Study reveals employees work on average more than 2 months for free

News Article

A new study has revealed that each year UK employees work, on average, 68 days more than they are contracted to, yet receive no additional pay.

The survey, by, questioned 2,000 people in full time salaried or hourly employment.

It found that:

  • On average British employees put in 8.4 hours of overtime each week, which adds up to 68 days of unpaid work each year
  • This is the equivalent of working for free until the 9th of March each year
  • Almost 65 per cent of people surveyed aren’t being paid for overtime worked
  • The reason most often given for working overtime was having an excessive workload
  • Only a third of British workers said they typically leave work on time
  • Four out of five workers also said they work through their lunch break each day
  • Almost 60 per cent of people surveyed feel that they don’t have a good work/ life balance.
  • Only 13 per cent of people surveyed do overtime for the love of their job
  • Teachers work an average of 6.5 hours overtime each week, with eight out of ten not being paid
  • In the healthcare sector, workers are putting in an extra 7.7 hours of overtime each week, with 55 per cent  not paid overtime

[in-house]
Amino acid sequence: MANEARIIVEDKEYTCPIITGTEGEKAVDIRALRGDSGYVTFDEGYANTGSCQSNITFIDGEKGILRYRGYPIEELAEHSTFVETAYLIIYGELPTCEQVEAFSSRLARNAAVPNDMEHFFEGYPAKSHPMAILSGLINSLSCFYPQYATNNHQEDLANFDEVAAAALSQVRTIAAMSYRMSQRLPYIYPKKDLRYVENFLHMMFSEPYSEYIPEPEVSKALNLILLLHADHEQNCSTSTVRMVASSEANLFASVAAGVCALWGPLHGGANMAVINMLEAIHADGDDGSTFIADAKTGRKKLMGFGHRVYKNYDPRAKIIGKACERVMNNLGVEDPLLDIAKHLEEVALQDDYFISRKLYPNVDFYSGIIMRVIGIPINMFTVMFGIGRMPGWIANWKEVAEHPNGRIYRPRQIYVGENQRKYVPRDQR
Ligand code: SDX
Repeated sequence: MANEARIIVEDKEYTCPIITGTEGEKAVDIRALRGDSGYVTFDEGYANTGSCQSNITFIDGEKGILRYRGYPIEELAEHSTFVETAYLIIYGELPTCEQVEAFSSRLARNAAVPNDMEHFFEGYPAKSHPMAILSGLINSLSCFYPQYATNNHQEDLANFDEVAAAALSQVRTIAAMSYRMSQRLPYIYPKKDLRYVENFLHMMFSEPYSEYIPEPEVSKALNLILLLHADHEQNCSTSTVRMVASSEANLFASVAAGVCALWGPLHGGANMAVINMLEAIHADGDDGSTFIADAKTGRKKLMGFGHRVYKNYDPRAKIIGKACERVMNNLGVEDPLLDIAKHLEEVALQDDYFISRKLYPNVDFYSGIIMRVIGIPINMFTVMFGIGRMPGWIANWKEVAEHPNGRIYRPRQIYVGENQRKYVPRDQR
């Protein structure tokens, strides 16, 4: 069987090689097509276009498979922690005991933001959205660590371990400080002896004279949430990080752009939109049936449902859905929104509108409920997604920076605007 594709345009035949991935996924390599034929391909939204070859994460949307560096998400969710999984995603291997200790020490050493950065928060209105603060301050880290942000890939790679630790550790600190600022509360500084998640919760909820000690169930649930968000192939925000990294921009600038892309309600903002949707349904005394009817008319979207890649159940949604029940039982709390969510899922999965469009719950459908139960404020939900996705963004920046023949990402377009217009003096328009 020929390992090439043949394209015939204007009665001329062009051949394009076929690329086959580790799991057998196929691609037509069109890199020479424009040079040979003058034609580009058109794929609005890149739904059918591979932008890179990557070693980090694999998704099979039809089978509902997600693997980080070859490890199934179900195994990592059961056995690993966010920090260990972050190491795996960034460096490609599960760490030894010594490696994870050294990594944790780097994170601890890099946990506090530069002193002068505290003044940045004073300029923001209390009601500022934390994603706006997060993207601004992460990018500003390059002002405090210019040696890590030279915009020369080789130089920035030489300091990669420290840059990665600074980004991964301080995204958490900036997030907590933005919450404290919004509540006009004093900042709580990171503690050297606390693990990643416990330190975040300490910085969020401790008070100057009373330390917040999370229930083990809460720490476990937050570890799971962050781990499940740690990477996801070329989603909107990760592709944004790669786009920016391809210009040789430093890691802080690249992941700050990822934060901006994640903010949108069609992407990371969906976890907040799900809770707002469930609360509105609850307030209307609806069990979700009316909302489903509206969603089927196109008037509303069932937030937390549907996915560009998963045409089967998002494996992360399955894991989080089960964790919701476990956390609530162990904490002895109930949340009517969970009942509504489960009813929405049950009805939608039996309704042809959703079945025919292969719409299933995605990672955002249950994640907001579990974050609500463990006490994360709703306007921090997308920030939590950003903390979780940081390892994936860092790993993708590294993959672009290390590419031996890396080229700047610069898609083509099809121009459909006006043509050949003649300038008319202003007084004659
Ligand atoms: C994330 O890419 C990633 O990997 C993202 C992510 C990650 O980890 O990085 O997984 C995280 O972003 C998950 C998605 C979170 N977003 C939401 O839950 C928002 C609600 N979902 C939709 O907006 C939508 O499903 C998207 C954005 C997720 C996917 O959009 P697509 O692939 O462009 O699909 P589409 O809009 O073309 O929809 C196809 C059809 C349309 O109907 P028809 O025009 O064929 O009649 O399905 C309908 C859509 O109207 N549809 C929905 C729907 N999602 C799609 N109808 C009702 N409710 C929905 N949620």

Lara Murray an Associate Solicitor and employment law specialist said: “Employment contracts need to set out the hours of work and the payment which will be received, whether this is an hourly rate or annual salary and it is also sensible to outline a company’s policy on overtime to avoid any confusion.

“In some contracts, particularly the professional services sector, it is not unusual for clauses to state that an employee will be expected to work extra hours to fulfil their duties for no additional payment.

“Whilst such clauses are legal, it is important to remember that UK working time regulations do not permit employees to work more than 48 hours each week, averaged over 17 weeks, unless they specifically agree to opt out.

Employers can ask workers to opt out of the right not to be required to work more than 48 hours per week but employees always have the right to opt back in to that protection at a later date if they choose. Indeed, it is sensible for employers to periodically obtain renewed opt-out agreements from workers that regularly work more than 48 hours per week.”

For help and advice on employment contracts and how to ensure your company fully complies with working time regulations, please contact us.